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Light review

Pleasance Dome

'Light'
(c) Alex Brenner 'Light'
By Andrzej Lukowski |
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Theatre Ad Infinitum’s breakthrough Fringe hit was 2011’s ‘Translunar Paradise’, a graceful silent weepie about an elderly couple that reduced pretty much all who saw it to fits of hysterical blubbing. So you can imagine how blindsided people were by the follow-up ‘Ballad of the Burning Star’, a bombastic satirical cabaret about the Israel-Palestine conflict that bore literally no resemblance to the show that preceded it. And it’s all change again for new show ‘Light’, which is an, er, ‘Matrix’-style sci-fi thriller!

The most important thing to say about ‘Light’ is that it is a jaw-dropping technical achievement. George Mann’s silent, subtitled production conjures exotic dystopian vistas in a darkened black box space simply via a remarkable deployment of flashlights – which stand in for everything from the search beams of hovering aircraft to the hiss and fizz of electrical torture devices – and tiny glowing balls that whizz through the air along careful arcs, representing a futuristic form of mental email that the governments of the world have taken it upon themselves to spy on.

It looks staggering, and Theatre Ad Infinitum are savvy to the fact that a 2014 audience is clued up enough about the conventions, cliches and visual language of sci-fi to not require a forensic explanation of the world they have created. The plot is kind of a mishmash of ‘The Matrix’ and ‘Inception’ by way of the Edward Snowden revelations, and any gaps left in it we can fill in with our imaginations.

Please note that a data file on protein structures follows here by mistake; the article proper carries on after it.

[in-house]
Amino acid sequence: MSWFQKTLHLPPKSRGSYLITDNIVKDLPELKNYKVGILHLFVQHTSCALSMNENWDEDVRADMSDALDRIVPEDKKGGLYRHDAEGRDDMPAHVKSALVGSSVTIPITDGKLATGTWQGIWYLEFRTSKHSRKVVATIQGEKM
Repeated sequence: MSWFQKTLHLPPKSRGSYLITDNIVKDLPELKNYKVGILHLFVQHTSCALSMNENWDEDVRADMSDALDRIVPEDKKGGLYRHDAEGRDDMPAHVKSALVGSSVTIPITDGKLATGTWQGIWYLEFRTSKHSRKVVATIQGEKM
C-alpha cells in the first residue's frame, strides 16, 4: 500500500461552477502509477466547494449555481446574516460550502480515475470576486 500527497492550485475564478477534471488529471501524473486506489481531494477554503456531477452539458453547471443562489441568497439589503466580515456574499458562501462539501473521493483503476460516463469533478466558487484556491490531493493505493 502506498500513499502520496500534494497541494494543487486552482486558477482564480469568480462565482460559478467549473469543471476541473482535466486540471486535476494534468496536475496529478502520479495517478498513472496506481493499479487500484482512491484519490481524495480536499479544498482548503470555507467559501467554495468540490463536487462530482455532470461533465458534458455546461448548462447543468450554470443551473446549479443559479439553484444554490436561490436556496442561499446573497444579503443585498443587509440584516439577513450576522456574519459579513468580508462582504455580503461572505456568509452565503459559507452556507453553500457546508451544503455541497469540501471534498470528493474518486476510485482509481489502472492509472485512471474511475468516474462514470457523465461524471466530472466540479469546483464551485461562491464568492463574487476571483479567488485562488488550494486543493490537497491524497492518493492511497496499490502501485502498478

The thing is, lots of sci-fi looks amazing without being particularly dramatically satisfying, and that kind of goes for ‘Light’. The very use of cliche that allows us to work out what’s going on also makes the story incredibly predictable. Added to that, the plot has a pretty awkward shape – we follow a young government agent about his work, until he happens across a ‘mysterious’ woman (whose identity is patently clear from the second he meets her), which cues a flashback sequence that lasts for what must have been about half the show, meaning we’ve almost forgotten the protagonist by the time we return to the present for a perfunctory ending. 

The medium here is flawless – but the storytelling doesn’t yet match it. It feels a bit rich suggesting Theatre Ad Infinitum might consider a few tweaks when what they’ve done visually is so astonishing, but a bit of story doctoring and this dystopia could have a dazzling future.

By Andrzej Lukowski

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